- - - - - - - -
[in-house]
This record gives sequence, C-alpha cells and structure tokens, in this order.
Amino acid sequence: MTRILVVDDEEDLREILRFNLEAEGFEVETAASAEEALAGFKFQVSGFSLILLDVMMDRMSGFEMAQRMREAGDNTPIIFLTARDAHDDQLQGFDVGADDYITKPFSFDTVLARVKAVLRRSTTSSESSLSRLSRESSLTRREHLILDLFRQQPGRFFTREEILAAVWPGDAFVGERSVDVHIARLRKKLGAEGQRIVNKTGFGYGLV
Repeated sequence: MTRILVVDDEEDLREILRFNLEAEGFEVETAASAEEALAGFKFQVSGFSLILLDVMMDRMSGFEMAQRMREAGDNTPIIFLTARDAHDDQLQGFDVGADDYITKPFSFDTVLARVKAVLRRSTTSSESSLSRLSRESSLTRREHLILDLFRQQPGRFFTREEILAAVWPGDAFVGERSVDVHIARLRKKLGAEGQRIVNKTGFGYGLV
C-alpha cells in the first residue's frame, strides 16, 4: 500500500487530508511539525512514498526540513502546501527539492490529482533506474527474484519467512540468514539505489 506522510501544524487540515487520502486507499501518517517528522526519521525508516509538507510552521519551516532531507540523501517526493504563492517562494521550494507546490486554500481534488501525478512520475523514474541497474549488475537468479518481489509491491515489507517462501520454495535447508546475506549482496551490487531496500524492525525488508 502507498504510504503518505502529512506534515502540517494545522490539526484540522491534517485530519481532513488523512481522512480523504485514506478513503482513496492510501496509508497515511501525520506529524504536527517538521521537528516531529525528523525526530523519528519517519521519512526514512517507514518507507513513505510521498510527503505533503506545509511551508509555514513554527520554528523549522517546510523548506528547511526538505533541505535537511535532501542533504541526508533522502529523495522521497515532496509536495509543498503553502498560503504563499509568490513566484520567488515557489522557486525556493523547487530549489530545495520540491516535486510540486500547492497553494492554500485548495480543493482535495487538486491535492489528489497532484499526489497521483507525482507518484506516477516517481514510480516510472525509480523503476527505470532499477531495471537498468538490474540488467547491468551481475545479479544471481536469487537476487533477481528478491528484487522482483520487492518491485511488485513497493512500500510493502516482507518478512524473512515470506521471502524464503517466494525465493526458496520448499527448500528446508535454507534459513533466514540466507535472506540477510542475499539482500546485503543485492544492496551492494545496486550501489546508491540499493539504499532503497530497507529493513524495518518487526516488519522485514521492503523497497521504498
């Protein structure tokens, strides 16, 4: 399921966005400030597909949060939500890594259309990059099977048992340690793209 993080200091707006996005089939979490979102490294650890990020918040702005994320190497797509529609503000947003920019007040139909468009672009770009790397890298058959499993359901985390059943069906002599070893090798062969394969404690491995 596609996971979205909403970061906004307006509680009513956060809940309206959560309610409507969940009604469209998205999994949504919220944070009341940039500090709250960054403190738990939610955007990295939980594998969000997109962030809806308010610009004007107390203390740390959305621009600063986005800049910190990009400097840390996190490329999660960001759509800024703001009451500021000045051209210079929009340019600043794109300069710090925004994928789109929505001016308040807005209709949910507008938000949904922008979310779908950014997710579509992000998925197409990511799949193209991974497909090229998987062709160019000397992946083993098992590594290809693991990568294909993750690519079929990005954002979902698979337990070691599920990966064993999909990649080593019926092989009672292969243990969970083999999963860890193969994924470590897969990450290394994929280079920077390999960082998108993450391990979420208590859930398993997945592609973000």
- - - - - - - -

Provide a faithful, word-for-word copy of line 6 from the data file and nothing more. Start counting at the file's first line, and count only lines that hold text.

């Protein structure tokens, strides 16, 4: 399921966005400030597909949060939500890594259309990059099977048992340690793209 993080200091707006996005089939979490979102490294650890990020918040702005994320190497797509529609503000947003920019007040139909468009672009770009790397890298058959499993359901985390059943069906002599070893090798062969394969404690491995 596609996971979205909403970061906004307006509680009513956060809940309206959560309610409507969940009604469209998205999994949504919220944070009341940039500090709250960054403190738990939610955007990295939980594998969000997109962030809806308010610009004007107390203390740390959305621009600063986005800049910190990009400097840390996190490329999660960001759509800024703001009451500021000045051209210079929009340019600043794109300069710090925004994928789109929505001016308040807005209709949910507008938000949904922008979310779908950014997710579509992000998925197409990511799949193209991974497909090229998987062709160019000397992946083993098992590594290809693991990568294909993750690519079929990005954002979902698979337990070691599920990966064993999909990649080593019926092989009672292969243990969970083999999963860890193969994924470590897969990450290394994929280079920077390999960082998108993450391990979420208590859930398993997945592609973000």